Ethics

Wall Street Has a Conscience. This Professor Is Determined to Find It


Jon Haidt thinks corporate culture in America works relatively well. But that hasn’t stopped him from launching a crusade to up-end the way Wall Street titans do business.

Haidt, a professor of business ethics at New York University’s Stern School of Business, founded a nonprofit called Ethical Systems this year. He started Ethical Systems as a research hub to study the best ways to make business people behave ethically.

No one can accuse Haidt of underestimating what’s at stake. “If we at Ethical Systems can, over the course of 10 years, improve business ethics by 1 percent, we’ve justified our life on this planet,” he says.

Haidt has recruited two dozen leading thinkers on business and morality. Now he wants to market their findings directly to companies so the theories they arrive at may be applied. He has met with senior executives at AIG (AIG) to discuss how his organization’s research can be implemented into company-wide policies, he says.

In recent years, Wall Street has confronted a stream of billion dollar fines for transgressions past and present, and public sentiment about large banks has soured. Some feel that leaves an opening for a project like Ethical Systems.

“As the rap sheet for Corporate America gets bigger and bigger, and as the disgust of the American people expresses itself with these unethical and illegal business practices, [ethical conduct] will be a competitive distinction,” says Dennis Kelleher, president of Better Markets, a nonprofit that lobbies for financial reform.

But while the public may crave leaders who have a moral compass in the wake of the financial crisis, Kelleher says that the most powerful players in the market have few incentives to satisfy that demand.

“The reckless high-risk trading and gambling that Wall Street does is is just so darn lucrative that it is irresistible to them,” says Kelleher. “Expecting people with that type of an incentive system to worry about ethics, or even legal compliance, is asking a lot.”

Jon Haidt is ready to defend his campaign against anyone who thinks he’s deluded. There are several good reasons for businesses to stick to the rules, he says, even when breaking them makes quicker money.

“If it’s the case that ethics are actually better for shareholders in the long run, and the government will prosecute you less if you commit to that, and young people increasingly want to work for you if you commit to that, and here’s research showing you how to do it, then why am I crazy?” he submits—in one breath.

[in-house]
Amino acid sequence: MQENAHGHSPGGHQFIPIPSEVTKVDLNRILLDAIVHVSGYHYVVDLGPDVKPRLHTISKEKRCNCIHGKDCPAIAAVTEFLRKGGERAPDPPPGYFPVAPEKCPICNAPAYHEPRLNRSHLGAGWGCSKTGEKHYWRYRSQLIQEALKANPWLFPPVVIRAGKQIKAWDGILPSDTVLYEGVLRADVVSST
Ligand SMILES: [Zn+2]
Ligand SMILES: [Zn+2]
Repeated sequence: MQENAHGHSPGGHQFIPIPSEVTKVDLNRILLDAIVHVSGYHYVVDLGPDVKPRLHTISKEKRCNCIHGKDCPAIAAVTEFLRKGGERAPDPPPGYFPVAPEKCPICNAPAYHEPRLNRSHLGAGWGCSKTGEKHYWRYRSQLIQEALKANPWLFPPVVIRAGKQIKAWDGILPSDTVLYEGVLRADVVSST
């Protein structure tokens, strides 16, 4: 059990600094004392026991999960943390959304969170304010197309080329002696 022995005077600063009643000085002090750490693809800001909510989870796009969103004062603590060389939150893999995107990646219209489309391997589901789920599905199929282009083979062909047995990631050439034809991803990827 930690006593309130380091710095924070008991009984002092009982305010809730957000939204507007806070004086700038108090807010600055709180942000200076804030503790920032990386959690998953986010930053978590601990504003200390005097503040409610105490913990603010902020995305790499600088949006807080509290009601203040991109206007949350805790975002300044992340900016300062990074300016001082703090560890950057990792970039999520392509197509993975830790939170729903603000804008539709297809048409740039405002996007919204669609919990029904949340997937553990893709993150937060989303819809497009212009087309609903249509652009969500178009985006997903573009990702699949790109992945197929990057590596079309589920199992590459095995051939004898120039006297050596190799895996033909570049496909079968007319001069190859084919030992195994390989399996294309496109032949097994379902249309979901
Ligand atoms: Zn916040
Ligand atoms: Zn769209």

Indeed, research suggests that Haidt and his ilk might be right. It may not be possible to measure the payoff a company receives to follow the letter of the law, but it is clear that transgressing it—and getting caught—can be costly.

A study of 585 firms that were punished for lying in financial filings found that damage to the companies’ reputations cost seven times as much in market value as the average $23.5 million they each paid in fines.

Haidt’s conviction that “the millennials are with us” is also backed up by a growing body of research suggesting that young people care about the character of the work they do more than the dollar value attached to it. Surveys have shown (PDF) that millennials—those born from 1980 to 2000—would sacrifice $60,000 in salary to get a fulfilling job over a boring one and care more about their company’s social impact than previous generations did.

Still, the project’s experts don’t project a quick turnaround at the country’s most powerful financial institutions.

“Anybody expecting to change a corporate culture will know it’s not going to happen that quickly,” says Ann Tenbrunsel, a professor at Notre Dame’s Mendoza College of Business who serves on Ethical Systems’ advisory board.

Tennbrusel says that bad apples are not rotten at their core, but they’re infected by a “bad barrel.” In other words, even people who are not immoral can forget what they believe in when under pressure.

Because morality can be an unconscious decision, executives would do well to consult “people who have spent their whole careers thinking about why it is that people go astray,” before they act, Tenbrunsel says.

The goal of Ethical Systems, she says, is to prod chief executive officers and working stiffs alike to ask themselves this straightforward question: “Why don’t you follow your own values?”

Kitroeff is a reporter for Bloomberg Businessweek in New York, covering business education.

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